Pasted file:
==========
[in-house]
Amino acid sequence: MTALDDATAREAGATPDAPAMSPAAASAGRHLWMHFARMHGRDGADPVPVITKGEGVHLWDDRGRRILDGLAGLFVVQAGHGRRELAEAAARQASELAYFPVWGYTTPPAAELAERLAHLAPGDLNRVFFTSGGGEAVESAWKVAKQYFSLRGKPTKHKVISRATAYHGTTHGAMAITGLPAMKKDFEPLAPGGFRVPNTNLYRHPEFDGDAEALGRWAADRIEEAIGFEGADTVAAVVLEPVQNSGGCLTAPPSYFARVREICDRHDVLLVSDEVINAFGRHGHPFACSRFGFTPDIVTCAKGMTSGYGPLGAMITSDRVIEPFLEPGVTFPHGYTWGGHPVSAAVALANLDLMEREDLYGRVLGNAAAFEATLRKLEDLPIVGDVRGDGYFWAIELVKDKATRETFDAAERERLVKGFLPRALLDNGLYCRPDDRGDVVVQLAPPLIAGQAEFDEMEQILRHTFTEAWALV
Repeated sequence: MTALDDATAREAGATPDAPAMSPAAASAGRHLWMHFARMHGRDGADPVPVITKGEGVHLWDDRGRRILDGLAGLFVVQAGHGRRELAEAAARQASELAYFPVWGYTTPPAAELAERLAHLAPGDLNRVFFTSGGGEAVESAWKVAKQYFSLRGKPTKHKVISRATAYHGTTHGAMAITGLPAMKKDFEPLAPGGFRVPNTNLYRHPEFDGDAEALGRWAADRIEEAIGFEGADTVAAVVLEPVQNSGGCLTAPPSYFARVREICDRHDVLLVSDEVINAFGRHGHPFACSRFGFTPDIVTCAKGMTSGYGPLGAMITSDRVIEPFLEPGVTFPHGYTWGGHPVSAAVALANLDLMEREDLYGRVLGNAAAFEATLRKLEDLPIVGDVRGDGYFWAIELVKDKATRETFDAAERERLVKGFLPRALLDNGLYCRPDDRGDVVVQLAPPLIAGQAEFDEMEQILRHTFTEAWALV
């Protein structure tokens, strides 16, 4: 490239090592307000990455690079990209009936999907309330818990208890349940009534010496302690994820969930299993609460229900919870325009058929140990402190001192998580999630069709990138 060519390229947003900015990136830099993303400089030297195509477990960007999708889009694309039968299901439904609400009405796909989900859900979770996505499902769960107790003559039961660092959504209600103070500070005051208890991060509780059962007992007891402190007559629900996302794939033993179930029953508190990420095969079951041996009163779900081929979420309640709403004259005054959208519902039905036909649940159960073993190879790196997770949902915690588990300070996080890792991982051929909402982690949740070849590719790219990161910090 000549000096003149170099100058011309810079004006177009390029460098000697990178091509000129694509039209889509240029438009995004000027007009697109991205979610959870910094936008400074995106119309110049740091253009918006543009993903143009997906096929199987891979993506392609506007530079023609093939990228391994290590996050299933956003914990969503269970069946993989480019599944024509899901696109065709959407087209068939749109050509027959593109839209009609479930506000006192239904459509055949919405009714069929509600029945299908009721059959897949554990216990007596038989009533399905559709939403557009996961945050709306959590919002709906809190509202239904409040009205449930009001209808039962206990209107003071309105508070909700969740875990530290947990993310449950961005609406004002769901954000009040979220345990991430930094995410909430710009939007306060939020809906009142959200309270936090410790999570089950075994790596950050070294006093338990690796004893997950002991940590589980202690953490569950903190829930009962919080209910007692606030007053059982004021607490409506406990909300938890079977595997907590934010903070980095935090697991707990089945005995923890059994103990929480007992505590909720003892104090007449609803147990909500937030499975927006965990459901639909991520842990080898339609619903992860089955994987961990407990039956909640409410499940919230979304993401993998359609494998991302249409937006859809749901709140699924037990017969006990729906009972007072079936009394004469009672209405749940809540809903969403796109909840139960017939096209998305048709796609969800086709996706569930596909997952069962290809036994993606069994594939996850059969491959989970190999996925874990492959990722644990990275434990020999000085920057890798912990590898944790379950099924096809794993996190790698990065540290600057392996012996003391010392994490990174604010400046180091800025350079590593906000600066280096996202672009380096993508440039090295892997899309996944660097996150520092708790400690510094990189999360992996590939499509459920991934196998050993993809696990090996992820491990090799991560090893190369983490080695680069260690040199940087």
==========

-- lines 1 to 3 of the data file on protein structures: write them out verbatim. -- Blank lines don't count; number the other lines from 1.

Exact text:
[in-house]
Amino acid sequence: MTALDDATAREAGATPDAPAMSPAAASAGRHLWMHFARMHGRDGADPVPVITKGEGVHLWDDRGRRILDGLAGLFVVQAGHGRRELAEAAARQASELAYFPVWGYTTPPAAELAERLAHLAPGDLNRVFFTSGGGEAVESAWKVAKQYFSLRGKPTKHKVISRATAYHGTTHGAMAITGLPAMKKDFEPLAPGGFRVPNTNLYRHPEFDGDAEALGRWAADRIEEAIGFEGADTVAAVVLEPVQNSGGCLTAPPSYFARVREICDRHDVLLVSDEVINAFGRHGHPFACSRFGFTPDIVTCAKGMTSGYGPLGAMITSDRVIEPFLEPGVTFPHGYTWGGHPVSAAVALANLDLMEREDLYGRVLGNAAAFEATLRKLEDLPIVGDVRGDGYFWAIELVKDKATRETFDAAERERLVKGFLPRALLDNGLYCRPDDRGDVVVQLAPPLIAGQAEFDEMEQILRHTFTEAWALV
Repeated sequence: MTALDDATAREAGATPDAPAMSPAAASAGRHLWMHFARMHGRDGADPVPVITKGEGVHLWDDRGRRILDGLAGLFVVQAGHGRRELAEAAARQASELAYFPVWGYTTPPAAELAERLAHLAPGDLNRVFFTSGGGEAVESAWKVAKQYFSLRGKPTKHKVISRATAYHGTTHGAMAITGLPAMKKDFEPLAPGGFRVPNTNLYRHPEFDGDAEALGRWAADRIEEAIGFEGADTVAAVVLEPVQNSGGCLTAPPSYFARVREICDRHDVLLVSDEVINAFGRHGHPFACSRFGFTPDIVTCAKGMTSGYGPLGAMITSDRVIEPFLEPGVTFPHGYTWGGHPVSAAVALANLDLMEREDLYGRVLGNAAAFEATLRKLEDLPIVGDVRGDGYFWAIELVKDKATRETFDAAERERLVKGFLPRALLDNGLYCRPDDRGDVVVQLAPPLIAGQAEFDEMEQILRHTFTEAWALV